Gerard Gallant

Four Sharks-Vegas Game 7 nuggets you might not recall from wild night

Four Sharks-Vegas Game 7 nuggets you might not recall from wild night

Editor's note: This story originally was published on March 23. We are re-promoting it on April 23, the one-year anniversary of the epic Sharks-Vegas Game 7.

The sound, and the silence that preceded it, was unforgettable.

Sharks fans at SAP Center roared like never before on April 23, 2019, when San Jose eliminated the Vegas Golden Knights in an epic Game 7 of the teams' first-round Stanley Cup playoffs series. The sight of then-captain Joe Pavelski, bleeding and limp on the ice, emptied the arena of noise. The sight of the Sharks scoring four goals on the ensuing five-minute major penalty -- and, eventually, Barclay Goodrow's overtime winner -- easily filled it.

I reported on Game 7 from an auxiliary press box at SAP Center that night, sitting next to NBC Sports California's director of social engagement, Danny Pedroza. It was unlike any other game Danny, myself or anyone working in either press box that night covered before or after. 

Game 7, the payoff to a bitterly contested series in one of the NHL's best rivalries, included:

Those are just scratching the surface. With Game 7 set to re-air Monday at 6 p.m. PT on NBCSN as part of Hockey Week In America, here are four additional nuggets from the Sharks' wild win.

First time for everything

The Sharks had won Game 7s at home before beating the Golden Knights. They'd also won a Game 7 in overtime, eliminating the Calgary Flames a quarter-century before. They'd never done both at SAP Center, however, until Goodrow lit the lamp with 1:41 remaining in the extra session.

To be fair to the building formerly known as San Jose Arena, it was only the 42nd time in NHL history that a Game 7 would end in (at least one) OT. Plenty of buildings have never seen one, including the iconic Maple Leaf Gardens and Chicago Stadium.

Cody Eakin's major penalty, Pavelski's injury and the power play that followed make this Game 7 one of the most unique in NHL history. But the ending to the Sharks' win that night was pretty distinct, too.

The Sharks and Golden Knights shake hands after Barclay Goodrow's game-winning -- and series-clinching -- goal in overtime. Photo courtesy: Marcus White, NBC Sports California

Powerful play

The Sharks, prior to their historic outburst, had been abysmal on the power play against the Golden Knights. San Jose scored as many goals (four) on the bonkers third-period power play as it did in the six games preceding Game 7.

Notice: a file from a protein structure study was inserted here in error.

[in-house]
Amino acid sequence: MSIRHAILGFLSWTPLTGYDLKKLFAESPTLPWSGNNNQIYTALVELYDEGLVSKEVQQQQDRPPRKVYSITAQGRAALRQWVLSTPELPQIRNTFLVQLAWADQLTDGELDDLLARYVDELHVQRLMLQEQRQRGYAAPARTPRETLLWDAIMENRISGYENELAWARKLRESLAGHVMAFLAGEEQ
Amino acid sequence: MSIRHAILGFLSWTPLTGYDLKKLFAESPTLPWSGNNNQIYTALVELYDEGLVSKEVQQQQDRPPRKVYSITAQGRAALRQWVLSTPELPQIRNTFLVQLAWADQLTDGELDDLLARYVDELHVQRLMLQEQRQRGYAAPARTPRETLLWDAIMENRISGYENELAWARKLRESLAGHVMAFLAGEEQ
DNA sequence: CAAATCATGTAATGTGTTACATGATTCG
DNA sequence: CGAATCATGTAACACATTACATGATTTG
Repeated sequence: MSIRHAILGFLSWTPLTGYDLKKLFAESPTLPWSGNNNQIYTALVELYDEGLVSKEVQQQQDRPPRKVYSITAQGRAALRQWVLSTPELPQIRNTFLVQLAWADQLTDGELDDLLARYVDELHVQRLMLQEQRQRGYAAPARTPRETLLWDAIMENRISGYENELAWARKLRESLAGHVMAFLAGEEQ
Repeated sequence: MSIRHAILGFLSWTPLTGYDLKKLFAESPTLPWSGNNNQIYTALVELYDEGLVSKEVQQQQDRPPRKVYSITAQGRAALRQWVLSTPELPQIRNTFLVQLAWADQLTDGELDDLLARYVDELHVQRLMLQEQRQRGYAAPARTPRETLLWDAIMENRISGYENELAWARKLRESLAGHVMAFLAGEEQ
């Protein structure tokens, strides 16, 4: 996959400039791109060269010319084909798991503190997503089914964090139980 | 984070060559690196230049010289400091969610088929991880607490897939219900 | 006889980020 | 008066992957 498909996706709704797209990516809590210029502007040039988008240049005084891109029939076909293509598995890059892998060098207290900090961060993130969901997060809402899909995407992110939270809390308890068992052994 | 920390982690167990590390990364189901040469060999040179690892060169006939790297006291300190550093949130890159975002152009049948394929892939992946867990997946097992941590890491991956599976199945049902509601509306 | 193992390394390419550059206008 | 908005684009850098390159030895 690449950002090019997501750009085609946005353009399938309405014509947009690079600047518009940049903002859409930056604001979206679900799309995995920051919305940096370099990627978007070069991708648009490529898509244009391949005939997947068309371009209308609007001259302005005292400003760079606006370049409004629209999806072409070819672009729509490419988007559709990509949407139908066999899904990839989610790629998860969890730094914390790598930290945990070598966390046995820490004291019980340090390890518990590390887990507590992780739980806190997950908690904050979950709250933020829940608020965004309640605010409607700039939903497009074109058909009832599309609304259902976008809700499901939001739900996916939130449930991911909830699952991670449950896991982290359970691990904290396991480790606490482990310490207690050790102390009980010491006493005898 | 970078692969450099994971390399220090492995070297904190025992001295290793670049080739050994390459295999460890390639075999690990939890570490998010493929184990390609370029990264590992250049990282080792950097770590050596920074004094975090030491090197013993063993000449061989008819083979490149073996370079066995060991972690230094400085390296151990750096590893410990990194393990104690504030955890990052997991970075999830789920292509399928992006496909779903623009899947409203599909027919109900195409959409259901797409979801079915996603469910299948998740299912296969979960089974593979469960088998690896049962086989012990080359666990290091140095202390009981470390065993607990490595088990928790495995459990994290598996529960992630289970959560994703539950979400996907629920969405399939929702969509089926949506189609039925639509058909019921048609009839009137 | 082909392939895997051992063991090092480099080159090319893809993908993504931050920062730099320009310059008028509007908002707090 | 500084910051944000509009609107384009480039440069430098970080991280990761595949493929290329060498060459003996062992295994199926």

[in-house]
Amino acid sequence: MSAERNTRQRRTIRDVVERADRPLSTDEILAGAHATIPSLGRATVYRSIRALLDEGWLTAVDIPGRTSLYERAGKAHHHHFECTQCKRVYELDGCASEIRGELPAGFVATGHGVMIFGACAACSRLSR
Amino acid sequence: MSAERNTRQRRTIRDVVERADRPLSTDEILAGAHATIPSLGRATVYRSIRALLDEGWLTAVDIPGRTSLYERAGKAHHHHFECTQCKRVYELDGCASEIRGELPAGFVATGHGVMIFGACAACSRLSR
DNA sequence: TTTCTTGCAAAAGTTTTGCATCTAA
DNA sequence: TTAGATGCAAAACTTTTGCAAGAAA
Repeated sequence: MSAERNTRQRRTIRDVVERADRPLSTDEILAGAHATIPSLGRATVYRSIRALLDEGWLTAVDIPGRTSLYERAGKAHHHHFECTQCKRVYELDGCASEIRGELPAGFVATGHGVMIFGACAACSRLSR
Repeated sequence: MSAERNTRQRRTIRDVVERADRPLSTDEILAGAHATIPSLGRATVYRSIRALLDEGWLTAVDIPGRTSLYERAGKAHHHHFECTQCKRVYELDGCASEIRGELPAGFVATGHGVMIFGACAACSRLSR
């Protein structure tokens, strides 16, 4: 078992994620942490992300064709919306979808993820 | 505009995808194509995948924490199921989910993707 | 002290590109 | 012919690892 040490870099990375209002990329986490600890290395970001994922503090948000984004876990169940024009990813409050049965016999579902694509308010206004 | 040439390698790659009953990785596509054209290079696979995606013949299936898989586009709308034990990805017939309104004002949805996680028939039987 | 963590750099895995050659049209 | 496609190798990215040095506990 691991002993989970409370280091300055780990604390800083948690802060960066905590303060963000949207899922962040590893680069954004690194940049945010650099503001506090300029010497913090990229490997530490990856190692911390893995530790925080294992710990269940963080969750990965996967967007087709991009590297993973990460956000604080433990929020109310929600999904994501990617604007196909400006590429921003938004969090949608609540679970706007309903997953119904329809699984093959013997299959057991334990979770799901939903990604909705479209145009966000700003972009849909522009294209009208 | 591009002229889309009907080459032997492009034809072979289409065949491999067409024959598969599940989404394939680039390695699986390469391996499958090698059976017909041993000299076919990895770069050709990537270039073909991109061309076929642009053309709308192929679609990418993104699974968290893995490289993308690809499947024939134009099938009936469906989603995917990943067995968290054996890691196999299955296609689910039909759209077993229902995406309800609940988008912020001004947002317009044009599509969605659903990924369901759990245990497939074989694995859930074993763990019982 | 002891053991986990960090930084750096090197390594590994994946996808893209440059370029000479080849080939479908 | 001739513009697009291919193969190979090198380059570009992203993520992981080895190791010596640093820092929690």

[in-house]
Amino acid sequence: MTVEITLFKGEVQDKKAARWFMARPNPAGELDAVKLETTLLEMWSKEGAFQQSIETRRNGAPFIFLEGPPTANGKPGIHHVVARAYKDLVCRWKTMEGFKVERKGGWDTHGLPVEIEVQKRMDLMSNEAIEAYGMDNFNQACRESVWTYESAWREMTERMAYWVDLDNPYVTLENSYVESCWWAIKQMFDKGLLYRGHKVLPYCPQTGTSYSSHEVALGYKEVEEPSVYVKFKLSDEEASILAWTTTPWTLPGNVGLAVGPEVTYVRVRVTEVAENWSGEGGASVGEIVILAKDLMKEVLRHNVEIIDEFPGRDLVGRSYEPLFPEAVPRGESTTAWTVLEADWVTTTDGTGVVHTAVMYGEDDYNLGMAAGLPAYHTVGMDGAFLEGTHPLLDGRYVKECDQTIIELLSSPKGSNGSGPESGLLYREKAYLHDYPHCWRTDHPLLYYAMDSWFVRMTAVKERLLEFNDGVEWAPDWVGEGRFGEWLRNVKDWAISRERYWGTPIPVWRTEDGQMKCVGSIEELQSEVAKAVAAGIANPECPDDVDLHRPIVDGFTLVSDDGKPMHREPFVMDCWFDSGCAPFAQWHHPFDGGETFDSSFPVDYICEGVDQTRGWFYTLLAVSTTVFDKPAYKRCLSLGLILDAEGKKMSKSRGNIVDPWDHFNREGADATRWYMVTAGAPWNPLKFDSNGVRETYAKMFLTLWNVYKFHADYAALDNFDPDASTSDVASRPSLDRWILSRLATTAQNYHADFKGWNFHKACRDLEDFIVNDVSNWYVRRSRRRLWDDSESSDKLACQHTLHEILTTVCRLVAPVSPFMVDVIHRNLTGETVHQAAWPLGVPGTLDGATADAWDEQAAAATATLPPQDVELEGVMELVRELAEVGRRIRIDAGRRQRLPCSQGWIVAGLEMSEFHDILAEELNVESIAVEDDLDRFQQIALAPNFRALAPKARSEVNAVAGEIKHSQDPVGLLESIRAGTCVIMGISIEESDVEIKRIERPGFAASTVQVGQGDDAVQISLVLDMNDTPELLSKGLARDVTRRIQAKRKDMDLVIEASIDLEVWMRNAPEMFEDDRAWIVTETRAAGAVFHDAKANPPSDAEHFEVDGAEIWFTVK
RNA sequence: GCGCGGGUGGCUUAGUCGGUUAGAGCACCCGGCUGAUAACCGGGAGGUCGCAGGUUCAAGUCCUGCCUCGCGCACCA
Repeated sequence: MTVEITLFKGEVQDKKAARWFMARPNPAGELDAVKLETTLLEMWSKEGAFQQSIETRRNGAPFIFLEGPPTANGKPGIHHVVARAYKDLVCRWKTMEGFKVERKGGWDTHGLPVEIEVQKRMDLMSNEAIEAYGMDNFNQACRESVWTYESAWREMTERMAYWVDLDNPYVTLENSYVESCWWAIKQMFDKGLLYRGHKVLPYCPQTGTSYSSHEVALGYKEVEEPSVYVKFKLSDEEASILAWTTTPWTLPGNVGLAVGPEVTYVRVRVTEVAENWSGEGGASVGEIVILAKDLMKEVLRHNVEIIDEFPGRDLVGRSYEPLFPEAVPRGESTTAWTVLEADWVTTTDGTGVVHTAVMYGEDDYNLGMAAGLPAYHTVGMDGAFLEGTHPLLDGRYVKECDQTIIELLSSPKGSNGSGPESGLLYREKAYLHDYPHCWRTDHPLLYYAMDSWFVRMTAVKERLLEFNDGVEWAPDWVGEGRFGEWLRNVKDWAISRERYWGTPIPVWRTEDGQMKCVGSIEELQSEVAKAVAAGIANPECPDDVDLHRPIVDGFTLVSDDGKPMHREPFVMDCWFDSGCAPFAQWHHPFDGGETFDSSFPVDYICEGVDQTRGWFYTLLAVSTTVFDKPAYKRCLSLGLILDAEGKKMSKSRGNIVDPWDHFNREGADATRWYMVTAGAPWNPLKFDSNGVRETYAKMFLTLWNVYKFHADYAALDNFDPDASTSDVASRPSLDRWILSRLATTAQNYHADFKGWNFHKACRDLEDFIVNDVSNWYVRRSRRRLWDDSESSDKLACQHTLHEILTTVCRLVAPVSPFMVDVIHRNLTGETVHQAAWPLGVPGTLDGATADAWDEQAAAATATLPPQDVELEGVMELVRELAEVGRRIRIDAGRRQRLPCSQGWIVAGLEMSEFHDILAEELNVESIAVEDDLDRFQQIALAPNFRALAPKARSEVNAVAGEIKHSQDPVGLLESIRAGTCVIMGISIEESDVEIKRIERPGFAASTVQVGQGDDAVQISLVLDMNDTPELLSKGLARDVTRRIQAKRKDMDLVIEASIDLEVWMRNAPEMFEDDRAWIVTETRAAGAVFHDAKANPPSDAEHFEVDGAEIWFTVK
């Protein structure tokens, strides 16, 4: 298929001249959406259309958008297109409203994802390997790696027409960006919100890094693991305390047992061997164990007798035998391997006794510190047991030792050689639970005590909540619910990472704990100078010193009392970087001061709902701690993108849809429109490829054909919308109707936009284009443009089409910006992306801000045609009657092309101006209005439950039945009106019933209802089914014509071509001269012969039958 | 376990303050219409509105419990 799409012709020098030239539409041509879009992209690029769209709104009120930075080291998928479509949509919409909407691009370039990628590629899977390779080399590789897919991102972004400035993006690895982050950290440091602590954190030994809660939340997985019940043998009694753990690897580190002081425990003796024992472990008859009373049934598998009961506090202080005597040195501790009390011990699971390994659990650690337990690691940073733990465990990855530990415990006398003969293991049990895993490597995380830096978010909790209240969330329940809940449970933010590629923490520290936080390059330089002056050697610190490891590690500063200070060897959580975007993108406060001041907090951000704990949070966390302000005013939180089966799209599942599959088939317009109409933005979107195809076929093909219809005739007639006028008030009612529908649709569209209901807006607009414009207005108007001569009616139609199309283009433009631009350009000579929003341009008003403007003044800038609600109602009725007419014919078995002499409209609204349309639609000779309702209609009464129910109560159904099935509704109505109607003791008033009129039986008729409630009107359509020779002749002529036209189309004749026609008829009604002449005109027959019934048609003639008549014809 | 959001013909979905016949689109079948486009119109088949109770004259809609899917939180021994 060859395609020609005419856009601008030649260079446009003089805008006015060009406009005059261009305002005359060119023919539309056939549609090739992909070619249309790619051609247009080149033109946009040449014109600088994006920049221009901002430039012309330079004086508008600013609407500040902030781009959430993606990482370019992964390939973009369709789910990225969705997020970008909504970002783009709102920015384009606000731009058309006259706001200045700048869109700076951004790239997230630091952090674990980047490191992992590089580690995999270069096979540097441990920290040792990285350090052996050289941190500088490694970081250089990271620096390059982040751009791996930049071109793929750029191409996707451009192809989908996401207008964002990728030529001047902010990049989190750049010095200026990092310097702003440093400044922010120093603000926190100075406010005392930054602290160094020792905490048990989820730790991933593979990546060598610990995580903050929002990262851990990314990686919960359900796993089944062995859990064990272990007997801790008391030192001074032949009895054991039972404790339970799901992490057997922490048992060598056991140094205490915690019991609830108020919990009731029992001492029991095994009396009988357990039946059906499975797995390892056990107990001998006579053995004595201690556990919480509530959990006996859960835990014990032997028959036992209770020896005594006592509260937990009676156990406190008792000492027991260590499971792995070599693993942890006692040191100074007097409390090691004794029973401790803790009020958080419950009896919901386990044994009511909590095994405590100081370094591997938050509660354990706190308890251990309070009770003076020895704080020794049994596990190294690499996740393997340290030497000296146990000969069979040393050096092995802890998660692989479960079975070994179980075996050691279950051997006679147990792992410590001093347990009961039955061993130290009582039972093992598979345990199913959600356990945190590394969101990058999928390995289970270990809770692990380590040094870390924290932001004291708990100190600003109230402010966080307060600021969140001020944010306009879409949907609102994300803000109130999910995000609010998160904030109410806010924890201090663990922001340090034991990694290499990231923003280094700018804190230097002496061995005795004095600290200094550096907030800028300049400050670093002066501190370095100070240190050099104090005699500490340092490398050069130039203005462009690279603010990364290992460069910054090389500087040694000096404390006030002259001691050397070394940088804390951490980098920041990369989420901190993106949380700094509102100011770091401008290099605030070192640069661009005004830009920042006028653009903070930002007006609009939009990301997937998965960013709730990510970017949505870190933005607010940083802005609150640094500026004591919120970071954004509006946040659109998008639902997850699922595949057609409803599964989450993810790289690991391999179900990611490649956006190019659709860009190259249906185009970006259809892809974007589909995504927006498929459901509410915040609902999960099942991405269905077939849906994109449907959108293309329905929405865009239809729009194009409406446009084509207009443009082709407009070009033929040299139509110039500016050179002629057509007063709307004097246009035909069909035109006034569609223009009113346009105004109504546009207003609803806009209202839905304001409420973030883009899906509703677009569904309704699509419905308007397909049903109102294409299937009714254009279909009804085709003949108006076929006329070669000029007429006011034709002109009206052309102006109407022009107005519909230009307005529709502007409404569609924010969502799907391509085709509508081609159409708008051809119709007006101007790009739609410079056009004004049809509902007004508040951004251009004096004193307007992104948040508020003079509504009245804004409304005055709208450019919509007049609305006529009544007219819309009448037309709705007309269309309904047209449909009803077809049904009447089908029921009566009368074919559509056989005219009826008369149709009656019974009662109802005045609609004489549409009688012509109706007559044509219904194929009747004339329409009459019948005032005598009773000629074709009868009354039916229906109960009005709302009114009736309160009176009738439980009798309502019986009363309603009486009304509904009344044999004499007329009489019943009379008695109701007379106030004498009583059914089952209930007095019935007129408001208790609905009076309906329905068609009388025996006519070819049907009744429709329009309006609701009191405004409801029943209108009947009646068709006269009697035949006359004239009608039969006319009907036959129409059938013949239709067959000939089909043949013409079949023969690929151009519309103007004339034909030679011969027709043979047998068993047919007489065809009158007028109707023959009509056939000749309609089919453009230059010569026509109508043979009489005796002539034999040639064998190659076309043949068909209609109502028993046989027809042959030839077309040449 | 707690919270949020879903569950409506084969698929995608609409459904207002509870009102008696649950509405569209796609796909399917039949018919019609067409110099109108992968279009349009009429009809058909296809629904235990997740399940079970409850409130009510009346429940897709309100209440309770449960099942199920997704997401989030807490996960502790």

Shooting percentages often drive scoring droughts as much as anything else, and the Sharks' fallow power play was no different. They scored on 13.81 percent of their 5-on-4 shots during the 2018-19 regular season, and converted just 8 percent of theirs in the first six games of the series. The Sharks then scored on four of their 15 5-on-4 shots -- or, 26.67 percent -- in Game 7.

Sure, San Jose benefitted from the wrong call, but regression to the mean arguably helped the Sharks just as much.

The time is Nyquist

Gustav Nyquist skated just one, 30-second shift in the third period after the Sharks' four-goal power-play barrage. San Jose couldn't make do with a top-six hole in overtime following Pavelski's injury, however, so the Swedish winger filled Pavelski's place alongside Logan Couture and Timo Meier.

Couture, Meier and Nyquist were a dominant trio in overtime. They created three high-danger chances in just 4:33 together, matching the Kevin Labanc-Joe Thornton-Marcus Sorensen combo in nine fewer minutes together.

The Sharks completely controlled play during the extra session, and Nyquist's seamless inclusion on San Jose's top line was a huge reason why. If he didn't, Game 7 could have ended much differently.

[RELATED: Need a home workout? Use Sharks rookie Mario Ferraro's]

Sixth sense

Had the Golden Knights won Game 7, then-Vegas coach Gerard Gallant would have gotten far more credit for a bold tactical move on Jonathan Marchessault's game-tying goal.

Marchessault was one of six Golden Knights forwards on the ice with goaltender Marc-Andre Fleury pulled, skating alongside Mark Stone, William Karlsson, Reilly Smith, Paul Stastny and Max Pacioretty. Those six comprised the entirety of Vegas' top two forward lines at the time, and they pinned the Sharks in the defensive zone for the entirety of their 41 seconds together.

The Golden Knights' season was on the line, so desperation undoubtedly drove Gallant more than innovation. He deserves credit for creativity, however, especially in a sport that often relies on risk-averse strategies.

Here's hoping that, whenever the NHL starts its next season after the coronavirus pandemic is contained, Gallant's behind a team's bench.

Why Peter DeBoer's Sharks-to-Golden Knights switch was 'uncomfortable'

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Why Peter DeBoer's Sharks-to-Golden Knights switch was 'uncomfortable'

Editor's note: Relive the Sharks' epic Game 7 comeback against the Vegas Golden Knights on Sunday, April 12 at 9 p.m. PT on NBC Sports California.

Peter DeBoer coached the team that completed the greatest comeback in NHL playoff history. Less than a year later, he was coaching the team that was on the wrong side of that history.

All Sharks and Vegas Golden Knights coaches, players and fans know the game in question. Trailing by three goals in the third period of Game 7 -- after trailing the series three games to one -- San Jose scored not one, not two, not three ... count 'em ... FOUR goals on a single major power-play to flip the game script on its head. The drama was only beginning, though. Jonathan Marchessault tied things up in the final minute of regulation, and then after nearly a full 20-minute overtime period, Barclay Goodrow received a pass from Erik Karlsson, broke into the offensive zone and played the hero, scoring one of the most memorable goals in Sharks franchise history.